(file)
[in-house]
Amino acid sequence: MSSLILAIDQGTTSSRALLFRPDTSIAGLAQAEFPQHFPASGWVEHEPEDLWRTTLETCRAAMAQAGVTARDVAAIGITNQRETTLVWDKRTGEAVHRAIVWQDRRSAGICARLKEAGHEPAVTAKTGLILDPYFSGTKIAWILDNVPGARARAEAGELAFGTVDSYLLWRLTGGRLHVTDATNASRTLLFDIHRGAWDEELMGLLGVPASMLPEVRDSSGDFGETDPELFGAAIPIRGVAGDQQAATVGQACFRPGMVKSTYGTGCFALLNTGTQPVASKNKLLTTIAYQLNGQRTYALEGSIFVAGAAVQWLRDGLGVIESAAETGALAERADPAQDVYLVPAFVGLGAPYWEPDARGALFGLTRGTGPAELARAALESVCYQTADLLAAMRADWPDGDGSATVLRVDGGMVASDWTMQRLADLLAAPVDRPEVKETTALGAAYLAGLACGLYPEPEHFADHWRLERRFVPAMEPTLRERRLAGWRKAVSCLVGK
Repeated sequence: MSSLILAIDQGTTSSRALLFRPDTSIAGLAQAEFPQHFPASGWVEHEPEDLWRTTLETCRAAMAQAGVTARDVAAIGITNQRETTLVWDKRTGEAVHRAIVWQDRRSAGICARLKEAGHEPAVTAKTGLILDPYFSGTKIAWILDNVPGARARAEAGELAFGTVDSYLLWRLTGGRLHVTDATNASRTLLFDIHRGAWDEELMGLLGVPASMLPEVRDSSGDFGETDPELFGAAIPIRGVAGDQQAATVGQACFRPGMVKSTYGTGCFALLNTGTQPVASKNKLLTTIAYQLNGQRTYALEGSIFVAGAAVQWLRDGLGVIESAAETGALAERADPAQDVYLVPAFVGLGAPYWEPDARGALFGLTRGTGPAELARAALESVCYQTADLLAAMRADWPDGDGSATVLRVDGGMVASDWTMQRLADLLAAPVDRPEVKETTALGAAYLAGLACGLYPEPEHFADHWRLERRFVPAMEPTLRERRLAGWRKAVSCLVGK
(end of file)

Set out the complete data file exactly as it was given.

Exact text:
[in-house]
Amino acid sequence: MSSLILAIDQGTTSSRALLFRPDTSIAGLAQAEFPQHFPASGWVEHEPEDLWRTTLETCRAAMAQAGVTARDVAAIGITNQRETTLVWDKRTGEAVHRAIVWQDRRSAGICARLKEAGHEPAVTAKTGLILDPYFSGTKIAWILDNVPGARARAEAGELAFGTVDSYLLWRLTGGRLHVTDATNASRTLLFDIHRGAWDEELMGLLGVPASMLPEVRDSSGDFGETDPELFGAAIPIRGVAGDQQAATVGQACFRPGMVKSTYGTGCFALLNTGTQPVASKNKLLTTIAYQLNGQRTYALEGSIFVAGAAVQWLRDGLGVIESAAETGALAERADPAQDVYLVPAFVGLGAPYWEPDARGALFGLTRGTGPAELARAALESVCYQTADLLAAMRADWPDGDGSATVLRVDGGMVASDWTMQRLADLLAAPVDRPEVKETTALGAAYLAGLACGLYPEPEHFADHWRLERRFVPAMEPTLRERRLAGWRKAVSCLVGK
Repeated sequence: MSSLILAIDQGTTSSRALLFRPDTSIAGLAQAEFPQHFPASGWVEHEPEDLWRTTLETCRAAMAQAGVTARDVAAIGITNQRETTLVWDKRTGEAVHRAIVWQDRRSAGICARLKEAGHEPAVTAKTGLILDPYFSGTKIAWILDNVPGARARAEAGELAFGTVDSYLLWRLTGGRLHVTDATNASRTLLFDIHRGAWDEELMGLLGVPASMLPEVRDSSGDFGETDPELFGAAIPIRGVAGDQQAATVGQACFRPGMVKSTYGTGCFALLNTGTQPVASKNKLLTTIAYQLNGQRTYALEGSIFVAGAAVQWLRDGLGVIESAAETGALAERADPAQDVYLVPAFVGLGAPYWEPDARGALFGLTRGTGPAELARAALESVCYQTADLLAAMRADWPDGDGSATVLRVDGGMVASDWTMQRLADLLAAPVDRPEVKETTALGAAYLAGLACGLYPEPEHFADHWRLERRFVPAMEPTLRERRLAGWRKAVSCLVGK